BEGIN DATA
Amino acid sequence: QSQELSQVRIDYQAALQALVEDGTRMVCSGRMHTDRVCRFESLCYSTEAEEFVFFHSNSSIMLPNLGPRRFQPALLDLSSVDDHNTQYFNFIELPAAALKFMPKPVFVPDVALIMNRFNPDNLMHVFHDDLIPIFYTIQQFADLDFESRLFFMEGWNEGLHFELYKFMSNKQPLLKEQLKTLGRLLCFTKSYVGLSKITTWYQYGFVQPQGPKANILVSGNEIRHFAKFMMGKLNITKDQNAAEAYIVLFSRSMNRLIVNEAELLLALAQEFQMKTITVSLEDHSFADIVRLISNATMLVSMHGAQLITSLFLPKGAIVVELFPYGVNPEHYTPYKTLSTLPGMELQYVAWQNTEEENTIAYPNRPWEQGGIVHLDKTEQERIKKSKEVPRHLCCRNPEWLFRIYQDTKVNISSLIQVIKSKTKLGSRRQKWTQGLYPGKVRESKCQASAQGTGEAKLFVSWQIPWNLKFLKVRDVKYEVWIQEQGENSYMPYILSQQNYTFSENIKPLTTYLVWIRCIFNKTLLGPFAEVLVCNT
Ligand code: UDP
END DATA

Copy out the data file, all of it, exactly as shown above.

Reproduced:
Amino acid sequence: QSQELSQVRIDYQAALQALVEDGTRMVCSGRMHTDRVCRFESLCYSTEAEEFVFFHSNSSIMLPNLGPRRFQPALLDLSSVDDHNTQYFNFIELPAAALKFMPKPVFVPDVALIMNRFNPDNLMHVFHDDLIPIFYTIQQFADLDFESRLFFMEGWNEGLHFELYKFMSNKQPLLKEQLKTLGRLLCFTKSYVGLSKITTWYQYGFVQPQGPKANILVSGNEIRHFAKFMMGKLNITKDQNAAEAYIVLFSRSMNRLIVNEAELLLALAQEFQMKTITVSLEDHSFADIVRLISNATMLVSMHGAQLITSLFLPKGAIVVELFPYGVNPEHYTPYKTLSTLPGMELQYVAWQNTEEENTIAYPNRPWEQGGIVHLDKTEQERIKKSKEVPRHLCCRNPEWLFRIYQDTKVNISSLIQVIKSKTKLGSRRQKWTQGLYPGKVRESKCQASAQGTGEAKLFVSWQIPWNLKFLKVRDVKYEVWIQEQGENSYMPYILSQQNYTFSENIKPLTTYLVWIRCIFNKTLLGPFAEVLVCNT
Ligand code: UDP